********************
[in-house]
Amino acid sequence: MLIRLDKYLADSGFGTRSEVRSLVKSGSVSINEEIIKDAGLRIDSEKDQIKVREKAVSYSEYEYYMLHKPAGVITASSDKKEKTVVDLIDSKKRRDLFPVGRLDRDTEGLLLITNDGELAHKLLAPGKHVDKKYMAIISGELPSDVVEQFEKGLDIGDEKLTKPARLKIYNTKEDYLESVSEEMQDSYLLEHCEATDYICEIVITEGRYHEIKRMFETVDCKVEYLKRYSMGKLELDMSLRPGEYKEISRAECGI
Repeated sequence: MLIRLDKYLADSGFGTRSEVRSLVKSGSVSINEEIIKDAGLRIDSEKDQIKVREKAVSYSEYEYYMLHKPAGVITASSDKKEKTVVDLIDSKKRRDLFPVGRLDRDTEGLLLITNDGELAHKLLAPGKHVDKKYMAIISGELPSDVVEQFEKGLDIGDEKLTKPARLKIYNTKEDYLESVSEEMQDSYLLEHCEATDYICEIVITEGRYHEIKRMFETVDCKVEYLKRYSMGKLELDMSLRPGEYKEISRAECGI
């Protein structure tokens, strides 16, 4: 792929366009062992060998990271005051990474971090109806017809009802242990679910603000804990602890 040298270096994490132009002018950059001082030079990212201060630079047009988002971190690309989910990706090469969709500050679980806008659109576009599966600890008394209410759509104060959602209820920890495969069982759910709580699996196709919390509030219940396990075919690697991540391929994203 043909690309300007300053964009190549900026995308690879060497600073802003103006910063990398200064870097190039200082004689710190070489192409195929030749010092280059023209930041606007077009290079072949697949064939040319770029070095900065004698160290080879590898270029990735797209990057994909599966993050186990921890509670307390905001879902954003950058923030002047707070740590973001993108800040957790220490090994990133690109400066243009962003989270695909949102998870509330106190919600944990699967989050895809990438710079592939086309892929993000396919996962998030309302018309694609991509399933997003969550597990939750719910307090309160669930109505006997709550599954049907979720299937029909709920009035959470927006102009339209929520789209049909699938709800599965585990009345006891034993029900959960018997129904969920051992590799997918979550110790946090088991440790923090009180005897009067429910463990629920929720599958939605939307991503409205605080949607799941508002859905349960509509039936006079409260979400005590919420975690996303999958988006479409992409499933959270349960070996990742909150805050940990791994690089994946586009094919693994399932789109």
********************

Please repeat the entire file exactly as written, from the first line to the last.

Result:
[in-house]
Amino acid sequence: MLIRLDKYLADSGFGTRSEVRSLVKSGSVSINEEIIKDAGLRIDSEKDQIKVREKAVSYSEYEYYMLHKPAGVITASSDKKEKTVVDLIDSKKRRDLFPVGRLDRDTEGLLLITNDGELAHKLLAPGKHVDKKYMAIISGELPSDVVEQFEKGLDIGDEKLTKPARLKIYNTKEDYLESVSEEMQDSYLLEHCEATDYICEIVITEGRYHEIKRMFETVDCKVEYLKRYSMGKLELDMSLRPGEYKEISRAECGI
Repeated sequence: MLIRLDKYLADSGFGTRSEVRSLVKSGSVSINEEIIKDAGLRIDSEKDQIKVREKAVSYSEYEYYMLHKPAGVITASSDKKEKTVVDLIDSKKRRDLFPVGRLDRDTEGLLLITNDGELAHKLLAPGKHVDKKYMAIISGELPSDVVEQFEKGLDIGDEKLTKPARLKIYNTKEDYLESVSEEMQDSYLLEHCEATDYICEIVITEGRYHEIKRMFETVDCKVEYLKRYSMGKLELDMSLRPGEYKEISRAECGI
């Protein structure tokens, strides 16, 4: 792929366009062992060998990271005051990474971090109806017809009802242990679910603000804990602890 040298270096994490132009002018950059001082030079990212201060630079047009988002971190690309989910990706090469969709500050679980806008659109576009599966600890008394209410759509104060959602209820920890495969069982759910709580699996196709919390509030219940396990075919690697991540391929994203 043909690309300007300053964009190549900026995308690879060497600073802003103006910063990398200064870097190039200082004689710190070489192409195929030749010092280059023209930041606007077009290079072949697949064939040319770029070095900065004698160290080879590898270029990735797209990057994909599966993050186990921890509670307390905001879902954003950058923030002047707070740590973001993108800040957790220490090994990133690109400066243009962003989270695909949102998870509330106190919600944990699967989050895809990438710079592939086309892929993000396919996962998030309302018309694609991509399933997003969550597990939750719910307090309160669930109505006997709550599954049907979720299937029909709920009035959470927006102009339209929520789209049909699938709800599965585990009345006891034993029900959960018997129904969920051992590799997918979550110790946090088991440790923090009180005897009067429910463990629920929720599958939605939307991503409205605080949607799941508002859905349960509509039936006079409260979400005590919420975690996303999958988006479409992409499933959270349960070996990742909150805050940990791994690089994946586009094919693994399932789109």